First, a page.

STATE - Money needed to pay bills - Each Taxpayer's Financial Burden
Connecticut - $53,355,852,000 - $41,200
New Jersey - $106,613,338,000 - $34,600
Illinois - $110,631,129,000 - $26,800
Hawaii - $11,490,322,000 - $25,000
Kentucky - $29,028,734,000 - $23,800
Massachusetts - $48,105,872,000 - $20,100
West Virginia - $9,964,282,000 - $18,900
Louisiana - $20,985,863,000 - $16,800
Maryland - $33,113,519,000 - $16,500
Delaware - $4,827,966,000 - $15,900
California - $163,594,912,000 - $15,100
Michigan - $45,091,433,000 - $14,700
Rhode Island - $5,152,507,000 - $14,300
Mississippi - $10,299,745,000 - $14,300
Maine - $6,324,945,000 - $14,300
New York - $85,111,304,000 - $13,700
Alabama - $16,571,155,000 - $12,900
Vermont - $2,818,825,000 - $12,500
New Hampshire - $5,763,524,000 - $11,600
North Carolina - $29,854,780,000 - $11,200
Oklahoma - $10,529,554,000 - $10,000
South Carolina - $12,362,717,000 - $9,700
New Mexico - $5,171,077,000 - $9,000
Georgia - $23,038,002,000 - $8,900
Pennsylvania - $34,895,286,000 - $8,200
Washington - $14,930,531,000 - $6,500
Kansas - $5,240,815,000 - $5,800
Texas - $38,555,614,000 - $5,700
Wisconsin - $9,826,296,000 - $5,100
Virginia - $12,721,870,000 - $4,800
Ohio - $18,091,427,000 - $4,700
Missouri - $8,348,327,000 - $4,600
Nevada - $3,580,937,000 - $4,200
Idaho - $1,249,903,000 - $2,900
Colorado - $4,551,796,000 - $2,800
Arizona - $4,540,691,000 - $2,600
Oregon - $3,075,410,000 - $2,600
Florida - $14,016,798,000 - $2,500
Indiana - $4,566,960,000 - $2,300
Minnesota - $3,492,921,000 - $1,900
Alaska - $410,026,000 - $1,400
Tennessee - $2,194,246,000 - $1,200
Arkansas - $544,613,000 - $700
Montana - $226,019,000 - $700
Iowa - $434,504,000 - $400
South Dakota - $85,021,000 - $300
Utah - ($1,593,907,000) - ($2,200)
Nebraska - ($1,488,332,000) - ($2,500)
North Dakota - ($1,507,664,000) - ($6,400)
Wyoming - ($3,043,191,328) - ($15,100)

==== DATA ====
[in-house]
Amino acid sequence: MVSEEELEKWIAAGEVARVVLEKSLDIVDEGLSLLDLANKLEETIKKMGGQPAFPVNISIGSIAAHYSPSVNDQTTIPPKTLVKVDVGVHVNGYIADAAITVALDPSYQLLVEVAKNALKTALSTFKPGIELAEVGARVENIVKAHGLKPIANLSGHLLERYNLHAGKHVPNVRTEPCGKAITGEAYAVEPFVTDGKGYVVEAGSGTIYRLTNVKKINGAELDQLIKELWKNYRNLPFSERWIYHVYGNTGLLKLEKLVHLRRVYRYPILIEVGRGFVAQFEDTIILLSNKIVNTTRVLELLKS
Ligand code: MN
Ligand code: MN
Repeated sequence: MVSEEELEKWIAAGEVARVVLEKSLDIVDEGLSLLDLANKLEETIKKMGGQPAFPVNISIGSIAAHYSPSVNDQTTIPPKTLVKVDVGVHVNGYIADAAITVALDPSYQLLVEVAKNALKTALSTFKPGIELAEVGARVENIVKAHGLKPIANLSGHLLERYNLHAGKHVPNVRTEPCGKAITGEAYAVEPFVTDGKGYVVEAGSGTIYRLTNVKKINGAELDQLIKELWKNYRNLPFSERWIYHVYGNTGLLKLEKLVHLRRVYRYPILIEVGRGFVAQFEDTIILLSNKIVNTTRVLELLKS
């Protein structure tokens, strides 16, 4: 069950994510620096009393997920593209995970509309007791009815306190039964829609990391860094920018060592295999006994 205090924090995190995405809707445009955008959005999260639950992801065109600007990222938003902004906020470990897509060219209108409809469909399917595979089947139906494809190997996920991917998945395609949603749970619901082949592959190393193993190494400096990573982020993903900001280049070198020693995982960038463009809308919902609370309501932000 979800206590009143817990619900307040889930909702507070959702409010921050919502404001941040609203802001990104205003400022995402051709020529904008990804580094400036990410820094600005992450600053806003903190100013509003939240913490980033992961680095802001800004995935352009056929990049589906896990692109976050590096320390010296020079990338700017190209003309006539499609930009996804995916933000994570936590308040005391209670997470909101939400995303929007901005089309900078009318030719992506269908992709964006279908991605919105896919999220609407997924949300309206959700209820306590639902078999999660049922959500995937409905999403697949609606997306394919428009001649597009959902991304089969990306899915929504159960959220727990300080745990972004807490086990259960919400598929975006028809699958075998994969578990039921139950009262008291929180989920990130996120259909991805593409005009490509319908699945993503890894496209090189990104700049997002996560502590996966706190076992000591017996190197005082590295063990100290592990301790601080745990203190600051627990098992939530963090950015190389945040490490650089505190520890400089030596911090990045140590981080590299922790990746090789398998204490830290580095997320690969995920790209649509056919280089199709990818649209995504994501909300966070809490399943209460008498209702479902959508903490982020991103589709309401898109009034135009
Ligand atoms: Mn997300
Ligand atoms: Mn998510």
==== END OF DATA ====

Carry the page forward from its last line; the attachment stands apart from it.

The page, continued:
FYI - Based upon each state's 2009 Comprehensive Annual Financial Report and retirement systems' actuarial valuations.
....so basically you are looking at fiscal 2009 which is Jul 1st 2008 to June 30th 2009.....in other words its gotten substantially worse since then as tax receipts have fallen off a cliff since that point in time and the states bought into the banks promises of extended letters of credit which now aren't materializing.
So you can see why Connecticut (top of the list)is doing this -
Malloy's Plan B calls for 5,466 layoffs, cuts to cities and towns
Also a little tidbit on Wyoming (at the bottom of the list) -
Wyoming first in federal dollars per capita
The federal budget provides about 30 percent of state revenue, making it the largest single source of funds for many states. But the feds are more generous with some states than with others, according to an analysis by Federal Funds Information for States, which tracks budget policy. Some Western states receive a greater proportion of federal grants in the form of revenue from leasing rights to the rich resources being extracted on public lands. That's the primary reason why Wyoming rakes in the most federal dollars per capita. Some states receive fewer federal dollars because they operate relatively modest Medicaid programs that trigger a smaller amount of matching federal money. That's the primary reason why Nevada gets the least federal funding per capita.
I think the Federal portion is running roughly at $45k per taxpayer.....and with 44 million on food stamps (SNAP program).....not looking good!